I’ve started DMing a one-on-one D&D 5e adventure. The PC took the Observant feat and as a result, has really high Passive Perception and Investigation (20 and 18 at level 1!). If I use the rules from this question (“if passive perception is higher than the DC, the PC doesn’t have to make a roll to succeed”), then essentially every single perception and investigation check in the scenario I’m running is an automatic success.

In a group setting, that’d be OK: this makes the PC better at scouting, which is rewarding and fun, and it’s generally nice to be the only/first one in the group noticing things. In a solo adventure, however, I’m afraid that it’s going to be somewhat boring. There’s less of a “wow” effect to noticing small, hidden details when there aren’t people around to be impressed by it.

Should I just stop worrying about it, and simply be OK with my player basically automatically succeeding in every perception/investigation check without thinking twice about it? Or is there a way to tweak the mechanics somehow to make it cooler or more interesting?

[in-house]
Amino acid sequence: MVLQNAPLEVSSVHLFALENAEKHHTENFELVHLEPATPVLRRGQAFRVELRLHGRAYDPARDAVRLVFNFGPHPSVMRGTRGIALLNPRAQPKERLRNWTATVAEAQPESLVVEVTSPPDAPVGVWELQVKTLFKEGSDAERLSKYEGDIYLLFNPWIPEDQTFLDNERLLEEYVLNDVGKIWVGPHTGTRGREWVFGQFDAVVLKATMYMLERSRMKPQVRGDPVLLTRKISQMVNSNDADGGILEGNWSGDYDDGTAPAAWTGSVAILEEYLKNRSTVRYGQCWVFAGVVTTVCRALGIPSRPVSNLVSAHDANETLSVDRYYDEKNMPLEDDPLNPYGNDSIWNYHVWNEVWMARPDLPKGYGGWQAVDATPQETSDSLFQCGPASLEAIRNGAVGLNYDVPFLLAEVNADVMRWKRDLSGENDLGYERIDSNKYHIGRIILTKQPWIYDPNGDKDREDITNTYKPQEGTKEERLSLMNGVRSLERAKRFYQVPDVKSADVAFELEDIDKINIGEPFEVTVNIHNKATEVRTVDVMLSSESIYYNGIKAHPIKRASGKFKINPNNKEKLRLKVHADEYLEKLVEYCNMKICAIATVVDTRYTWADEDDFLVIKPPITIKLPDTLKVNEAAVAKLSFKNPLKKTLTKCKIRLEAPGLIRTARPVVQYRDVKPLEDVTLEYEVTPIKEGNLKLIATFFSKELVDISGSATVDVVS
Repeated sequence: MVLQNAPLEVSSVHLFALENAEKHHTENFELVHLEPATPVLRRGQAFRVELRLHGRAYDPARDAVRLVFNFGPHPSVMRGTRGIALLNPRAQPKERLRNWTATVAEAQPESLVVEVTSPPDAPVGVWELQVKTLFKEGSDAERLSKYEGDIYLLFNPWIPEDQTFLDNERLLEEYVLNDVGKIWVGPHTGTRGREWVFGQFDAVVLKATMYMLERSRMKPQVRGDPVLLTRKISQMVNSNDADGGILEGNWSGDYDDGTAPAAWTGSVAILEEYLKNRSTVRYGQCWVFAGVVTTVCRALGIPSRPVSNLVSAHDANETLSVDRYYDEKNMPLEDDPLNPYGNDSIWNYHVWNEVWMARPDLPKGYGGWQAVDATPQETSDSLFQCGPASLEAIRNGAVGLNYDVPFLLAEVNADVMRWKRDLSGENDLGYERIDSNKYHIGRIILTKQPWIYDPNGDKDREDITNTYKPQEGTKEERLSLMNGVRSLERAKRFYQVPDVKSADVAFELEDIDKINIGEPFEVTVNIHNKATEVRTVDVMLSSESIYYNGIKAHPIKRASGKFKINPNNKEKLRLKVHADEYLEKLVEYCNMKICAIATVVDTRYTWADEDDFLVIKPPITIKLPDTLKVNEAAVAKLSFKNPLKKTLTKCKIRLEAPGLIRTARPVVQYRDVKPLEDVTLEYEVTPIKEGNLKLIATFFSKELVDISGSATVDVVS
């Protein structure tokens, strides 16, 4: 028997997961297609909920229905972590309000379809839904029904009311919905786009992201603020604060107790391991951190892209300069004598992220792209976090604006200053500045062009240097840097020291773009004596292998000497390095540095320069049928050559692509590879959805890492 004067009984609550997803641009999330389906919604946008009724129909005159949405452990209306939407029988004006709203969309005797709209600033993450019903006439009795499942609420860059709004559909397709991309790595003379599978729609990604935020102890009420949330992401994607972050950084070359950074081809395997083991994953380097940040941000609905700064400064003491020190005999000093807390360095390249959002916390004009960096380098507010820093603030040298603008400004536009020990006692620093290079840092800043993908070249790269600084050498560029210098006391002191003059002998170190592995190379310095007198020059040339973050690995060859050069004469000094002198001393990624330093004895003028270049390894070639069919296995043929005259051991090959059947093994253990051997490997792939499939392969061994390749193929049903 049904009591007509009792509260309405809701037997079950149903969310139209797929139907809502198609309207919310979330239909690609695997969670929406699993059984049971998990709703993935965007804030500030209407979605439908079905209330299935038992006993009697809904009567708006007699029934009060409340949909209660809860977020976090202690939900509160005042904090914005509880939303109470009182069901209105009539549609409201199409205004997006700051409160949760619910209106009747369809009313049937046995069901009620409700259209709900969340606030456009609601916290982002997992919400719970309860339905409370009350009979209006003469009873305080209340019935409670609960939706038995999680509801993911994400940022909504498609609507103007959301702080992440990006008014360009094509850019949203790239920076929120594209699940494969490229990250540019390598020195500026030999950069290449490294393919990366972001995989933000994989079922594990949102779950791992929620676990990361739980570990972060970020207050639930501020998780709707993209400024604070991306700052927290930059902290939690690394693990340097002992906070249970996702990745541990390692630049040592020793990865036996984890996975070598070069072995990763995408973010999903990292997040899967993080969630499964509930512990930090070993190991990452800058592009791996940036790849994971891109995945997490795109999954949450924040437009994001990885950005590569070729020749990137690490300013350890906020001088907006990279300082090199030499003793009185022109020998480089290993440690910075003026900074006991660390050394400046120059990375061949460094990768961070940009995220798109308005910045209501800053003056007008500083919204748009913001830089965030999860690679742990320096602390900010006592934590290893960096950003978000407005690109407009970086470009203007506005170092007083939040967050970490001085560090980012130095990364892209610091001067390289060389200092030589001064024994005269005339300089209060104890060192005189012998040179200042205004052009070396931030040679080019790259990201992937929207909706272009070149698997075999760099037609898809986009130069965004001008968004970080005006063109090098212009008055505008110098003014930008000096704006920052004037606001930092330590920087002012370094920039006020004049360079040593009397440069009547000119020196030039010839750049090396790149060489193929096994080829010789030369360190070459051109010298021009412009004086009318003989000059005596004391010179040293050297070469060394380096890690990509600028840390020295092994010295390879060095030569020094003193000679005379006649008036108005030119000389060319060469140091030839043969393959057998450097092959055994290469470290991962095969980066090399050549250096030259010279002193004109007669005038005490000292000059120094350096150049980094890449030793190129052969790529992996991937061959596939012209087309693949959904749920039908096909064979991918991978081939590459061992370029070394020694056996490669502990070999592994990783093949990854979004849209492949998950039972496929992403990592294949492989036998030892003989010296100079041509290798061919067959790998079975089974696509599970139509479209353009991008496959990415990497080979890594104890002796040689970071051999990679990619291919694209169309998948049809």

Can I make a worthwhile one-handed paladin?

I would really like my pally to use just ONE weapon, and wield nothing in their other hand (or at least appear to do so), but I don’t really see any thing that makes it beneficial at all. Using 2 weapons or a sword and shield just seem all around better. Is there anything that adds benefits to one weapon at all? Or is there an alternative to a shield that isn’t an obvious weapon, like a glove or something?

Adwords. Still worthwhile?

Hi,
I have been absent for the board for almost a decade. Back, when I was active, amongst other things, I ran Adwords campaigns as an Amazon affiliate.
Coming back today, I see that the Adwords section of the forum appears less active that it used to be. This leads me to ask if Adwords is still worth a go? Is is still viable for pushing one's niche, or as an affiliate?
Sorry if the questions seem daft, but I am just brainstorming with the hope to getting back into online marketing and the…

Adwords. Still worthwhile?

At what shutter speeds is mirror lock-up worthwhile?


Exposition

I know what mirror lock-up is and what it’s good for, but I’m curious about the range of shutter speeds where it provides a real benefit.

A little background

I use a nice, sturdy tripod for shooting still life photos, and sometimes portraits. More often than not for still life shooting, I use live view either because the camera is at an odd height or angle, or because I’m shooting in very low light that makes it difficult or impossible to compose and focus through the viewfinder.